Tuesday, December 18, 2012

Understand: Fossil Fuel’s Stranglehold is Fragile! We CAN Break it!

Like Cesar Chavez or Martin Luther King, we are not trying to supplant our government.  The power Chavez and the United Farm Workers faced was a consortium of growers, the power King and the Civil Rights Movement faced was a system of unfair state laws and a culture of intimidation.   The power we face is the fossil fuel industry and their allies within our government and institutions.

Their control over our nation’s energy policy seems unbreakable.  They have so much money and many tailor-made laws that favor their position (remember, the oil corporations have been running the show since the Standard Oil Corporation of Ohio started throwing around it’s weight in the later 19th century).  We see global warming kicking in.  We know it will be catastrophic in our lifetimes and ruinous for future generations.  We want to stop it but feel powerless in the face of the fossil fuel industry’s stranglehold.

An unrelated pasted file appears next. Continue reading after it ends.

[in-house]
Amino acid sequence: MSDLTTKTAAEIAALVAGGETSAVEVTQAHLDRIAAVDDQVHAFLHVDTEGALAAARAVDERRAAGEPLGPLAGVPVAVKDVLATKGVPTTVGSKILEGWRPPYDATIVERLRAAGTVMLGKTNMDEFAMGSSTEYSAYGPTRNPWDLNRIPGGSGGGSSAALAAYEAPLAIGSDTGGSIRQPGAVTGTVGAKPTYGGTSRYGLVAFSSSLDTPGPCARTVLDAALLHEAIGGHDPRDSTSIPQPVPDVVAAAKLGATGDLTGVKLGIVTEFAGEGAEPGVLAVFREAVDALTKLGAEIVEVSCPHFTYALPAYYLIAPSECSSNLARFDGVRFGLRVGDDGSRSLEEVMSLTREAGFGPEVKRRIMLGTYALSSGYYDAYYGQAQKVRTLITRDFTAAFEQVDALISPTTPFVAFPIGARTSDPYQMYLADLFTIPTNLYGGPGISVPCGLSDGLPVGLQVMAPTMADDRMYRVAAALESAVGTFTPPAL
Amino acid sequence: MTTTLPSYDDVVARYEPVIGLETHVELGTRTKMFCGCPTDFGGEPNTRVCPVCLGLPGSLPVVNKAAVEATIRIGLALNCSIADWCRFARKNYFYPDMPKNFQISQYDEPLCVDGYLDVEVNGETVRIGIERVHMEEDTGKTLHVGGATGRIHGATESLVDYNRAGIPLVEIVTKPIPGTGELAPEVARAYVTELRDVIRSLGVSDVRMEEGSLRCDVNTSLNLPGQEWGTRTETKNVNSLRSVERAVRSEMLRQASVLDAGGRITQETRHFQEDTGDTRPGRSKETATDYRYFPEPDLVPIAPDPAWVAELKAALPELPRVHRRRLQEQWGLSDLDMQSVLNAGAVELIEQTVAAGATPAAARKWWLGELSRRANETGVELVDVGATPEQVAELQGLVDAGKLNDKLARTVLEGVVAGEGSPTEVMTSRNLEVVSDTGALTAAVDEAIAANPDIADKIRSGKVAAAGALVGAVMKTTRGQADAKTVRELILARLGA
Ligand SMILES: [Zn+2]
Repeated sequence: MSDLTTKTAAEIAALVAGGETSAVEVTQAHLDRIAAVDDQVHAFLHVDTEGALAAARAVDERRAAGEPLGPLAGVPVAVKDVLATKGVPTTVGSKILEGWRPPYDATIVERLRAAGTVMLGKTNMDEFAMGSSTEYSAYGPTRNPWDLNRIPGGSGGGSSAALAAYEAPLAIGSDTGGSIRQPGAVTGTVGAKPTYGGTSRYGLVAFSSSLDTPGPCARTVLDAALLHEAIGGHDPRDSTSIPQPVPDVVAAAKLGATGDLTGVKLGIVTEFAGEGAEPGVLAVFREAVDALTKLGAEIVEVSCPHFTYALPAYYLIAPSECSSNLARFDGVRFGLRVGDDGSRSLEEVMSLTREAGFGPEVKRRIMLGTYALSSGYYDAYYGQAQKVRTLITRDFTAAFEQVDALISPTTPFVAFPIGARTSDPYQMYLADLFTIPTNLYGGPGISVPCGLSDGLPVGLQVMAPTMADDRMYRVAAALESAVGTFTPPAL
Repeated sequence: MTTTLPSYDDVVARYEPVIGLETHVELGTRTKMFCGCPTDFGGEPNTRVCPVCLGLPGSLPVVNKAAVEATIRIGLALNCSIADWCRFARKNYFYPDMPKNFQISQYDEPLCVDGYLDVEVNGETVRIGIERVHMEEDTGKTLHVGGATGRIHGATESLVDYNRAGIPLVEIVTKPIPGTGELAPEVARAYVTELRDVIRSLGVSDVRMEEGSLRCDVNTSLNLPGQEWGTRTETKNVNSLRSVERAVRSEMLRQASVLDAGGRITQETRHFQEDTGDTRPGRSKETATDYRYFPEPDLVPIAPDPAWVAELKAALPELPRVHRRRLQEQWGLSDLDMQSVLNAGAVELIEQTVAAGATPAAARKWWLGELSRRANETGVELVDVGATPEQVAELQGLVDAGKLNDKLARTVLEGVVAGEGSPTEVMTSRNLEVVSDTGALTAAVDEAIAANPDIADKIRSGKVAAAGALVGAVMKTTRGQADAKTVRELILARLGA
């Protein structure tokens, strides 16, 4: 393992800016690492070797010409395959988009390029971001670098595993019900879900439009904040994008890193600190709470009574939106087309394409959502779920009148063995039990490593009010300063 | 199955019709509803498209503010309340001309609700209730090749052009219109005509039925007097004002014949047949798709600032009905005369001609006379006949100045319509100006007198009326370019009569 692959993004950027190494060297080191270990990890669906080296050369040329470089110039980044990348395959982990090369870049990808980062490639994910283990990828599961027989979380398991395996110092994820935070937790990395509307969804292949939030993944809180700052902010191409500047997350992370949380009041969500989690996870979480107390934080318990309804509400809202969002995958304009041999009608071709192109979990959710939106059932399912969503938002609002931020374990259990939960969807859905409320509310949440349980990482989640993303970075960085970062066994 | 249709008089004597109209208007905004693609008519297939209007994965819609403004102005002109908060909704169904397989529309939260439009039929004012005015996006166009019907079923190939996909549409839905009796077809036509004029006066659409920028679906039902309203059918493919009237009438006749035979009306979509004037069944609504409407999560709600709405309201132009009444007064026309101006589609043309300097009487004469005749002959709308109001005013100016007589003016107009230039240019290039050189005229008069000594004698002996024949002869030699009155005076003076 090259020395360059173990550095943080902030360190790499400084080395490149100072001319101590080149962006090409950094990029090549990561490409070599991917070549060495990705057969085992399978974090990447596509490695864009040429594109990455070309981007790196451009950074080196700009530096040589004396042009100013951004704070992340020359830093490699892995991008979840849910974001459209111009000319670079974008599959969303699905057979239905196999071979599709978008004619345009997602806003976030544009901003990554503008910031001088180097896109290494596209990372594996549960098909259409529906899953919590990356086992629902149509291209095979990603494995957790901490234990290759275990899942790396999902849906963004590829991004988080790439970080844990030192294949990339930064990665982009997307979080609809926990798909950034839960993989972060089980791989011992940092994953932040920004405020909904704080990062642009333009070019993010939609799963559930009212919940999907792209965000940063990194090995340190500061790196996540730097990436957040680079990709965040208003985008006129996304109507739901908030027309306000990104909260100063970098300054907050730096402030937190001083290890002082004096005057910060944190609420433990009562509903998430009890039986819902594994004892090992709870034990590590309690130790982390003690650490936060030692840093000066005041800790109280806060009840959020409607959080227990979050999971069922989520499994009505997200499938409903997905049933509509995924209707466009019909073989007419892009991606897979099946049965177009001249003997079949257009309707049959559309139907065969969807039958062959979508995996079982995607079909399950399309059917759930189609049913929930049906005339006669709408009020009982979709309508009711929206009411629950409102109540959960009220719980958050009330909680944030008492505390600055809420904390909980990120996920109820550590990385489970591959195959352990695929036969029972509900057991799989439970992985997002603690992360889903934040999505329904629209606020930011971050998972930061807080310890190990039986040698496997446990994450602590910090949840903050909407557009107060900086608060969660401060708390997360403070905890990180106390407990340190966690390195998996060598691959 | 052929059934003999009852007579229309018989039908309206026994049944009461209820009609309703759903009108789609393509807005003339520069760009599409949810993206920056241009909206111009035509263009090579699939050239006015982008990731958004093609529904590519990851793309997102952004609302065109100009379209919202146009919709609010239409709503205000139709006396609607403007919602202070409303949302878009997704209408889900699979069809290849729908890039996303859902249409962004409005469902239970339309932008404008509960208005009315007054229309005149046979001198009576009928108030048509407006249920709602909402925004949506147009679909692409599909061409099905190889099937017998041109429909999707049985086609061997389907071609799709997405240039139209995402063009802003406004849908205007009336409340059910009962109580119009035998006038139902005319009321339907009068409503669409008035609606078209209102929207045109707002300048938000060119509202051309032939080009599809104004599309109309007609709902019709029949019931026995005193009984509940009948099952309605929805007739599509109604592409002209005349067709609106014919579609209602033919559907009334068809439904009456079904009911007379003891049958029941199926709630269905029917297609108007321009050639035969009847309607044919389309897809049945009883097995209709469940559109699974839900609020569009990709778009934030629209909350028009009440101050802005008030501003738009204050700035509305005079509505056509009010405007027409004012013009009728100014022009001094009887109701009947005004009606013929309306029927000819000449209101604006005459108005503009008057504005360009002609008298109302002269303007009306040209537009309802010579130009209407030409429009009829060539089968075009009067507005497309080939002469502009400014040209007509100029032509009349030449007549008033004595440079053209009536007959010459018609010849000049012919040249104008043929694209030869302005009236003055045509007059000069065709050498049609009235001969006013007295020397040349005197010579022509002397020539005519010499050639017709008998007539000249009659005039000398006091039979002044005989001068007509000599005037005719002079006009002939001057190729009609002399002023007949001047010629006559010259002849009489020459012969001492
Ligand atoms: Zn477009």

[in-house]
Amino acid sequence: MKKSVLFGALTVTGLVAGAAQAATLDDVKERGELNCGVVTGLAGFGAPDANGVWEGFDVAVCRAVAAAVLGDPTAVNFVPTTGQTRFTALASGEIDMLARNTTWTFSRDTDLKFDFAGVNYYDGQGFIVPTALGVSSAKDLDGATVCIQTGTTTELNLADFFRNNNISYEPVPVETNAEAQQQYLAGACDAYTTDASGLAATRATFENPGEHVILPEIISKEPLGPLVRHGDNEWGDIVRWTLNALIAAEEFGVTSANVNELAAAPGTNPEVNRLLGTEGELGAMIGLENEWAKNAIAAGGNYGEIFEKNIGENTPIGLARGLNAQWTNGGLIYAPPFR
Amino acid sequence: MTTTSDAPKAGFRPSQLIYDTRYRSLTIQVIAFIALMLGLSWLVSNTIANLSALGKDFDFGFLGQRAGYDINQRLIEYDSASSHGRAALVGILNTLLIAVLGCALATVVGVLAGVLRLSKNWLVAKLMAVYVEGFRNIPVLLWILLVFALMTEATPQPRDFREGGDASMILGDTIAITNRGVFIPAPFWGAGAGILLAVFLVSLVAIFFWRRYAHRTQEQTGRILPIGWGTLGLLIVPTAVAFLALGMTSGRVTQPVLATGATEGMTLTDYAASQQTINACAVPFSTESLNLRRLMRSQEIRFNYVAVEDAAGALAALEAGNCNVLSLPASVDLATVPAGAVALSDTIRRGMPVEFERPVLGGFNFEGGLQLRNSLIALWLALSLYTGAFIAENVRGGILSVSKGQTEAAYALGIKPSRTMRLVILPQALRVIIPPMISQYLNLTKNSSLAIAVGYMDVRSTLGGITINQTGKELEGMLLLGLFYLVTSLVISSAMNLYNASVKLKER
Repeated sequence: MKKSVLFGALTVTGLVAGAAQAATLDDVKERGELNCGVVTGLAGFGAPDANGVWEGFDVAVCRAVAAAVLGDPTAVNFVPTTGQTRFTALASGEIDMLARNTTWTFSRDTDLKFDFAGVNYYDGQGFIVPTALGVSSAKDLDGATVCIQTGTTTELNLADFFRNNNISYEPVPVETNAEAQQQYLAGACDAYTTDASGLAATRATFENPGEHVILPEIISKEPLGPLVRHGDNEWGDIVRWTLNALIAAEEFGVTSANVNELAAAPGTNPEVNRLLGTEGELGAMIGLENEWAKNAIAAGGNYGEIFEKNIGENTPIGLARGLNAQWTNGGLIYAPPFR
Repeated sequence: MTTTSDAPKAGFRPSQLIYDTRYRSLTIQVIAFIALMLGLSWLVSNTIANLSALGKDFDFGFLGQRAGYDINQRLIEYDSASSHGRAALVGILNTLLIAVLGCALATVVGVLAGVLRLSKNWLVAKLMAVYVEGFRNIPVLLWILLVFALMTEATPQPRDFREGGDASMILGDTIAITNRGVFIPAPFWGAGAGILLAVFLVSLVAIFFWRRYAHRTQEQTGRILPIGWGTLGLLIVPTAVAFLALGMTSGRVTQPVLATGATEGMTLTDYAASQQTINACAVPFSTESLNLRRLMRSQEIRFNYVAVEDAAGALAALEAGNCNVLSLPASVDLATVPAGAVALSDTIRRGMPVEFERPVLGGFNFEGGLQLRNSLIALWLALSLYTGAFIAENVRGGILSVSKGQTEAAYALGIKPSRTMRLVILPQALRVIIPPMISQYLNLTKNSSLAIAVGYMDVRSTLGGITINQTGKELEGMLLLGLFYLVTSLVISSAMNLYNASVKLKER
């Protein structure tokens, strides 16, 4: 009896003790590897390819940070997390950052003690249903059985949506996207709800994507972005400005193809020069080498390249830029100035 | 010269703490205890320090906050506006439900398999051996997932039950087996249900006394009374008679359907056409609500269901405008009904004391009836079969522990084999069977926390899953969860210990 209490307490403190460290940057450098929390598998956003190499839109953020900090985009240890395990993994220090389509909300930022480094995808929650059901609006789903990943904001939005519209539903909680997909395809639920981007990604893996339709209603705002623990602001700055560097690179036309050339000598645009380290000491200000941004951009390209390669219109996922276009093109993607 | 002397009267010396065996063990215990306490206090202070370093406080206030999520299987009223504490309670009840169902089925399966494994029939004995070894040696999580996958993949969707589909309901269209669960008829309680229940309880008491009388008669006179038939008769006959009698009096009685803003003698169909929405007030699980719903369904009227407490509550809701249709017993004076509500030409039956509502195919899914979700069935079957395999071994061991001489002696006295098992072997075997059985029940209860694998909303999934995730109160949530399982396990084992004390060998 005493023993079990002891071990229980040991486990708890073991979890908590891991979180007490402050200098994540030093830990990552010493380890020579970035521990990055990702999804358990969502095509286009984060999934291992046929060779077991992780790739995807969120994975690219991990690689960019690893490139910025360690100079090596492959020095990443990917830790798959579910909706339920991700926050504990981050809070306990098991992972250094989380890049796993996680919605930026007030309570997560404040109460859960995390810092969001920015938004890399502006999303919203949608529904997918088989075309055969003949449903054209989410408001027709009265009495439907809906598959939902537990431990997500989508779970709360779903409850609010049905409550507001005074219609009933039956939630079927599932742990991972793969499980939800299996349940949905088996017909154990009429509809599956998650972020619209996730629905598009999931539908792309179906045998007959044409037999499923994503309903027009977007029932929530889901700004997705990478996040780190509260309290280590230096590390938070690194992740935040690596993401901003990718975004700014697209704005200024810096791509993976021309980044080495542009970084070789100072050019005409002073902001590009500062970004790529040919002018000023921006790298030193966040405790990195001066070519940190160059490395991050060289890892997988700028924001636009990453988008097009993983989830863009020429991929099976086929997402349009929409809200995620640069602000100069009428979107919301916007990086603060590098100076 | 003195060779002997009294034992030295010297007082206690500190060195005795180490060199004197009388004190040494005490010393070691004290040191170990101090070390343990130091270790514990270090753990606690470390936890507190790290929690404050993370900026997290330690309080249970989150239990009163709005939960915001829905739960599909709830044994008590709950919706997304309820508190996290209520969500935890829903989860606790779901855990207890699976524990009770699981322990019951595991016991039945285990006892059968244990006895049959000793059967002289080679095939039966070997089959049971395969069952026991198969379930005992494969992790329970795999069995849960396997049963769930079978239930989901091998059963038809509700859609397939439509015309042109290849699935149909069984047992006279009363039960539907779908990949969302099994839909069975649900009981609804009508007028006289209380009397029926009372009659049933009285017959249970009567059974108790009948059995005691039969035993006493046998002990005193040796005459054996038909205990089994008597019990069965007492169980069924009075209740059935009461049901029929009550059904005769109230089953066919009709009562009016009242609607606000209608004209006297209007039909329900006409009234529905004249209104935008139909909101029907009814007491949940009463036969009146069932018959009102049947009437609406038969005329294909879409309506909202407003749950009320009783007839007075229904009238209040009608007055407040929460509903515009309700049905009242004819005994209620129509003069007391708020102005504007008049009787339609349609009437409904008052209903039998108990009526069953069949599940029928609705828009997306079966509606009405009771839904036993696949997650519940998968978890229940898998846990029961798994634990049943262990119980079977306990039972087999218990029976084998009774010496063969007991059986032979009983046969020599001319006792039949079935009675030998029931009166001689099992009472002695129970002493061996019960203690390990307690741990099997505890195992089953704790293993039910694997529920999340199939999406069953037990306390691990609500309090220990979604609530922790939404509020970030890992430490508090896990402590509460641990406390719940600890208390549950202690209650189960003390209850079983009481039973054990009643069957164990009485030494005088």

In the first pages of Gene Sharp’s The Politics of Nonviolent Action – Part One: Power and Struggle, we learn that our impression of their power is wrong.  It is we who have the power.  Some highlights:

 “An erroneous or inadequate view of the nature of political power is unlikely to produce satisfactory and effective action for dealing with it.”

“One can see the people as dependent on the good will, the decisions, and the support of their government, or of any hierarchical systems to which they belong.  Or…one can see that government or system as dependent on the people’s good will, decisions and support…One can also see power as self-perpetuating, durable, not easily or quickly controlled or destroyed.  Or political power can be viewed as fragile, always dependent for it’s strength and existence upon a replenishment of its sources by the cooperation of a multitude of institutions and people – cooperation which may or may not continue.

“Nonviolent action is based on the second of these views: that governments depend on its people, that power is pluralistic, and that political power is fragile because it depends on many groups for reinforcement of its power sources.”

All power “can be weakened and shattered by the undermining of its sources of power”.

So the first step toward breaking Dirty Energy’s stranglehold is to understand that it can be broken.

I’m including little snippets, but if we’re going to break Dirty Energy’s stranglehold you need to read Gene Sharp’s stuff.  Please muster up the $34.85 (plus shipping) and purchase The Politics of Nonviolent Action.  You can order it HERE.

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